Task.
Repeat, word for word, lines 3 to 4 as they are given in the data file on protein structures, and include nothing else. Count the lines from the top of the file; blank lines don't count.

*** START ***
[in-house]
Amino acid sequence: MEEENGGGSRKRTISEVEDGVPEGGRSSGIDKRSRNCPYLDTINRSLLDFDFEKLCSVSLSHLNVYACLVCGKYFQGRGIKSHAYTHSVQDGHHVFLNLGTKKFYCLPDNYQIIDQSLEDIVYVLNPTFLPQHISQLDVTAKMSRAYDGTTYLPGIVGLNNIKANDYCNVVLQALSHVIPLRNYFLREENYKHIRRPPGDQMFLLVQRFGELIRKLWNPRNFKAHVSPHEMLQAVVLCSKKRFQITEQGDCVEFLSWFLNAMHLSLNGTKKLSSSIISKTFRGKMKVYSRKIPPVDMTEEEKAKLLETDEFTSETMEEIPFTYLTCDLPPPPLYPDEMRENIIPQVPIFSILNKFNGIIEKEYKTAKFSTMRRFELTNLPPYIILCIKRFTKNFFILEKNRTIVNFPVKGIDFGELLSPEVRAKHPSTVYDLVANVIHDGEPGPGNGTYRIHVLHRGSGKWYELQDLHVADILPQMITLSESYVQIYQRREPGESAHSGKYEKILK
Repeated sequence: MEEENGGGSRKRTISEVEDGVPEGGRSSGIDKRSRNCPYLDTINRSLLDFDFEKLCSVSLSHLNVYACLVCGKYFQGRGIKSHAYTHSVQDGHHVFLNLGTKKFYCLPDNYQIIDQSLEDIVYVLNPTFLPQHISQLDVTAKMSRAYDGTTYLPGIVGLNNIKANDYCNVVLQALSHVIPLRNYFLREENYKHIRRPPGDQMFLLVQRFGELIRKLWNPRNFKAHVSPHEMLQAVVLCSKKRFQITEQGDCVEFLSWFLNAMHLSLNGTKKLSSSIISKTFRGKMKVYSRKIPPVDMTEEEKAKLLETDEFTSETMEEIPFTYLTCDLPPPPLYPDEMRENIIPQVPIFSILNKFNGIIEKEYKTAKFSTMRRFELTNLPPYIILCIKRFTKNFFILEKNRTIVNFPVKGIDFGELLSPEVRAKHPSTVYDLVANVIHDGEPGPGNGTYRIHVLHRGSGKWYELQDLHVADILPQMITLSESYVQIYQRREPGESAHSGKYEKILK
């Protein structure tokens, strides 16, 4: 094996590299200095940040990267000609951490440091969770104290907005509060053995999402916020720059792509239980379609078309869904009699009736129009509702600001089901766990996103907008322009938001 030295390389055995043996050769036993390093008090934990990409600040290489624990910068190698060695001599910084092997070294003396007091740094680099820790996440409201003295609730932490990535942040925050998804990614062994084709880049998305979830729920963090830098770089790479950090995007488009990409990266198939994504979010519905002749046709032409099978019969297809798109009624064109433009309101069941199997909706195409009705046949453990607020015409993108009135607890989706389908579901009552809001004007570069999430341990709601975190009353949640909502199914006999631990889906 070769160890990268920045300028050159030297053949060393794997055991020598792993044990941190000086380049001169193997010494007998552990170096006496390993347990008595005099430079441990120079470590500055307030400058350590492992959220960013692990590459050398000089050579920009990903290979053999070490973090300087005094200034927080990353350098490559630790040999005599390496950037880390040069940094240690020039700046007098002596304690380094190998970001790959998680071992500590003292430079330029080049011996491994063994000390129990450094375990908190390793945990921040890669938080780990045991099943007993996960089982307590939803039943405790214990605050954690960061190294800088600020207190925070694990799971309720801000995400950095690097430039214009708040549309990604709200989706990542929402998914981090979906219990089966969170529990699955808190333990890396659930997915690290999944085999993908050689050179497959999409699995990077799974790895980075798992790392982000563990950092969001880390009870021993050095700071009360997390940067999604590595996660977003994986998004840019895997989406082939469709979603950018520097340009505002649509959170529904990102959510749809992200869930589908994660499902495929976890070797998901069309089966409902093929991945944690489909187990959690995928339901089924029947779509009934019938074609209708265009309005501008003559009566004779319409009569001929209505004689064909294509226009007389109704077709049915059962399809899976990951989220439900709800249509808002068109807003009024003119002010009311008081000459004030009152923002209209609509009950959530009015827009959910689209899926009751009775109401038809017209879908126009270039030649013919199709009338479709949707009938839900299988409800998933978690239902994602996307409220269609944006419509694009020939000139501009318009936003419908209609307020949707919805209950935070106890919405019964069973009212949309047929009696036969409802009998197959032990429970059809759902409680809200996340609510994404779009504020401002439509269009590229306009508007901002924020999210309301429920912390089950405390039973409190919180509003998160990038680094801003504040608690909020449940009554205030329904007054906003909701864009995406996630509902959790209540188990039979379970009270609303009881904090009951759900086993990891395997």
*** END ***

Repeated sequence: MEEENGGGSRKRTISEVEDGVPEGGRSSGIDKRSRNCPYLDTINRSLLDFDFEKLCSVSLSHLNVYACLVCGKYFQGRGIKSHAYTHSVQDGHHVFLNLGTKKFYCLPDNYQIIDQSLEDIVYVLNPTFLPQHISQLDVTAKMSRAYDGTTYLPGIVGLNNIKANDYCNVVLQALSHVIPLRNYFLREENYKHIRRPPGDQMFLLVQRFGELIRKLWNPRNFKAHVSPHEMLQAVVLCSKKRFQITEQGDCVEFLSWFLNAMHLSLNGTKKLSSSIISKTFRGKMKVYSRKIPPVDMTEEEKAKLLETDEFTSETMEEIPFTYLTCDLPPPPLYPDEMRENIIPQVPIFSILNKFNGIIEKEYKTAKFSTMRRFELTNLPPYIILCIKRFTKNFFILEKNRTIVNFPVKGIDFGELLSPEVRAKHPSTVYDLVANVIHDGEPGPGNGTYRIHVLHRGSGKWYELQDLHVADILPQMITLSESYVQIYQRREPGESAHSGKYEKILK
């Protein structure tokens, strides 16, 4: 094996590299200095940040990267000609951490440091969770104290907005509060053995999402916020720059792509239980379609078309869904009699009736129009509702600001089901766990996103907008322009938001 030295390389055995043996050769036993390093008090934990990409600040290489624990910068190698060695001599910084092997070294003396007091740094680099820790996440409201003295609730932490990535942040925050998804990614062994084709880049998305979830729920963090830098770089790479950090995007488009990409990266198939994504979010519905002749046709032409099978019969297809798109009624064109433009309101069941199997909706195409009705046949453990607020015409993108009135607890989706389908579901009552809001004007570069999430341990709601975190009353949640909502199914006999631990889906 070769160890990268920045300028050159030297053949060393794997055991020598792993044990941190000086380049001169193997010494007998552990170096006496390993347990008595005099430079441990120079470590500055307030400058350590492992959220960013692990590459050398000089050579920009990903290979053999070490973090300087005094200034927080990353350098490559630790040999005599390496950037880390040069940094240690020039700046007098002596304690380094190998970001790959998680071992500590003292430079330029080049011996491994063994000390129990450094375990908190390793945990921040890669938080780990045991099943007993996960089982307590939803039943405790214990605050954690960061190294800088600020207190925070694990799971309720801000995400950095690097430039214009708040549309990604709200989706990542929402998914981090979906219990089966969170529990699955808190333990890396659930997915690290999944085999993908050689050179497959999409699995990077799974790895980075798992790392982000563990950092969001880390009870021993050095700071009360997390940067999604590595996660977003994986998004840019895997989406082939469709979603950018520097340009505002649509959170529904990102959510749809992200869930589908994660499902495929976890070797998901069309089966409902093929991945944690489909187990959690995928339901089924029947779509009934019938074609209708265009309005501008003559009566004779319409009569001929209505004689064909294509226009007389109704077709049915059962399809899976990951989220439900709800249509808002068109807003009024003119002010009311008081000459004030009152923002209209609509009950959530009015827009959910689209899926009751009775109401038809017209879908126009270039030649013919199709009338479709949707009938839900299988409800998933978690239902994602996307409220269609944006419509694009020939000139501009318009936003419908209609307020949707919805209950935070106890919405019964069973009212949309047929009696036969409802009998197959032990429970059809759902409680809200996340609510994404779009504020401002439509269009590229306009508007901002924020999210309301429920912390089950405390039973409190919180509003998160990038680094801003504040608690909020449940009554205030329904007054906003909701864009995406996630509902959790209540188990039979379970009270609303009881904090009951759900086993990891395997």